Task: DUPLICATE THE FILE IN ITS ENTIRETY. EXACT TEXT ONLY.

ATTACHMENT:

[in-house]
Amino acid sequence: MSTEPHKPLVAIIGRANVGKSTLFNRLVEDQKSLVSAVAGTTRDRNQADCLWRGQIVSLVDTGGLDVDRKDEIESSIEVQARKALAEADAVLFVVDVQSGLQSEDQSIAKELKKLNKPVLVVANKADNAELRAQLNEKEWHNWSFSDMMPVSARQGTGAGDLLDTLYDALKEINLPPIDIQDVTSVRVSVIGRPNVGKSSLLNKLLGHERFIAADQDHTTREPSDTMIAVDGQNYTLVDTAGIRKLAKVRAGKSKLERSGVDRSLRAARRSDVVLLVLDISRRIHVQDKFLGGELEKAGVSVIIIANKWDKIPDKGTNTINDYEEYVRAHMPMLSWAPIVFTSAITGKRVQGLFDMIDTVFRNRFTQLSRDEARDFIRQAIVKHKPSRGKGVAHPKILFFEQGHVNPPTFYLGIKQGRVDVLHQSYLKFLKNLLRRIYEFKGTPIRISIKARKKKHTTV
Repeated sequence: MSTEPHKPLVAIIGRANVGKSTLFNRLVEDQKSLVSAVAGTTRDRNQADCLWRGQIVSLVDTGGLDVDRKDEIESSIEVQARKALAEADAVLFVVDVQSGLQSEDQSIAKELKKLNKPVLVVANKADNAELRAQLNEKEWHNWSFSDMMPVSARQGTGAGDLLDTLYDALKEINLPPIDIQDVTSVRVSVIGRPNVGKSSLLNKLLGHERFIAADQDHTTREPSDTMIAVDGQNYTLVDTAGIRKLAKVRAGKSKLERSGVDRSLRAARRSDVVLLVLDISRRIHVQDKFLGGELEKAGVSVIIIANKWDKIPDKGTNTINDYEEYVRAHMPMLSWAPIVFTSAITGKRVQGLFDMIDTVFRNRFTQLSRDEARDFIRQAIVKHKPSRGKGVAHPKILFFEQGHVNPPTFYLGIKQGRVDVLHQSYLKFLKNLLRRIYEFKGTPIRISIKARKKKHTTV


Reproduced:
[in-house]
Amino acid sequence: MSTEPHKPLVAIIGRANVGKSTLFNRLVEDQKSLVSAVAGTTRDRNQADCLWRGQIVSLVDTGGLDVDRKDEIESSIEVQARKALAEADAVLFVVDVQSGLQSEDQSIAKELKKLNKPVLVVANKADNAELRAQLNEKEWHNWSFSDMMPVSARQGTGAGDLLDTLYDALKEINLPPIDIQDVTSVRVSVIGRPNVGKSSLLNKLLGHERFIAADQDHTTREPSDTMIAVDGQNYTLVDTAGIRKLAKVRAGKSKLERSGVDRSLRAARRSDVVLLVLDISRRIHVQDKFLGGELEKAGVSVIIIANKWDKIPDKGTNTINDYEEYVRAHMPMLSWAPIVFTSAITGKRVQGLFDMIDTVFRNRFTQLSRDEARDFIRQAIVKHKPSRGKGVAHPKILFFEQGHVNPPTFYLGIKQGRVDVLHQSYLKFLKNLLRRIYEFKGTPIRISIKARKKKHTTV
Repeated sequence: MSTEPHKPLVAIIGRANVGKSTLFNRLVEDQKSLVSAVAGTTRDRNQADCLWRGQIVSLVDTGGLDVDRKDEIESSIEVQARKALAEADAVLFVVDVQSGLQSEDQSIAKELKKLNKPVLVVANKADNAELRAQLNEKEWHNWSFSDMMPVSARQGTGAGDLLDTLYDALKEINLPPIDIQDVTSVRVSVIGRPNVGKSSLLNKLLGHERFIAADQDHTTREPSDTMIAVDGQNYTLVDTAGIRKLAKVRAGKSKLERSGVDRSLRAARRSDVVLLVLDISRRIHVQDKFLGGELEKAGVSVIIIANKWDKIPDKGTNTINDYEEYVRAHMPMLSWAPIVFTSAITGKRVQGLFDMIDTVFRNRFTQLSRDEARDFIRQAIVKHKPSRGKGVAHPKILFFEQGHVNPPTFYLGIKQGRVDVLHQSYLKFLKNLLRRIYEFKGTPIRISIKARKKKHTTV